Wayfarers on a straight 30-mile road lined with stately poplars, Baramula to Cashmere, India
Photographer: Ricalton, James
Medium: Photographic print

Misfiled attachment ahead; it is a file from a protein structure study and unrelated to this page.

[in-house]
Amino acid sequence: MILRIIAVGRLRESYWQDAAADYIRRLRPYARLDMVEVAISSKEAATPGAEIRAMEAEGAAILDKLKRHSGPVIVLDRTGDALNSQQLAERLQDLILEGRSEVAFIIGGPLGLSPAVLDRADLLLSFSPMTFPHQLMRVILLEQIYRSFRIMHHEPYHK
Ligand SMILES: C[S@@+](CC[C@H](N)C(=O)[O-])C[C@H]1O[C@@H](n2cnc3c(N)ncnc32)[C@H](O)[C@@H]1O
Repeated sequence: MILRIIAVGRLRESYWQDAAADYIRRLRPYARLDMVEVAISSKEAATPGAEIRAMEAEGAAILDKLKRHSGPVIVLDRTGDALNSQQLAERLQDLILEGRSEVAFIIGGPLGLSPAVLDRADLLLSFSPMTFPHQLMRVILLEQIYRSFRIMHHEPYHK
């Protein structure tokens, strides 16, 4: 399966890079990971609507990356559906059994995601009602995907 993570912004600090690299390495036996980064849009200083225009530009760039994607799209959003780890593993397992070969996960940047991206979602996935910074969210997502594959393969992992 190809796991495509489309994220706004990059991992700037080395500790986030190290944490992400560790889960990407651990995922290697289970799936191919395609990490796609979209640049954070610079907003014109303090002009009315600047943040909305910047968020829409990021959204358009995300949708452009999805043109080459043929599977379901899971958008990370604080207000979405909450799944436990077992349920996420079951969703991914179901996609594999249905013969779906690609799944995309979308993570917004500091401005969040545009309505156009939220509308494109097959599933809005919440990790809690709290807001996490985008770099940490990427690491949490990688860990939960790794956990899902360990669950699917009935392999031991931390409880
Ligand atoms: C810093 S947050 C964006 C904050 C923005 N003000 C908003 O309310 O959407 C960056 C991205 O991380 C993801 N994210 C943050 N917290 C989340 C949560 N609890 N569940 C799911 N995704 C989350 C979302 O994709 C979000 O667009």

Stereoscopic photograph of an avenue of poplars near Srinagar in Jammu and Kashmir, taken by James Ricalton in c. 1903, from The Underwood Travel Library: Stereoscopic Views of India. Poplars are fast growing trees which are often planted along roadsides or river and canal banks to act as wind barriers. This is one of a series of 100 photographs, designed to be viewed through a special binocular viewer, producing a 3D effect, which were sold together with a book of descriptions and a map with precise locations to enable the 'traveller' to imagine that he was touring around India. Stereoscopic cameras, those with two lenses and the ability to take two photographs at the same time, were introduced in the mid 19th century and revolutionised photography. They cut down exposure time and thus allowed for some movement in the image without blurring as subjects were not required to sit for long periods to produce sharp results.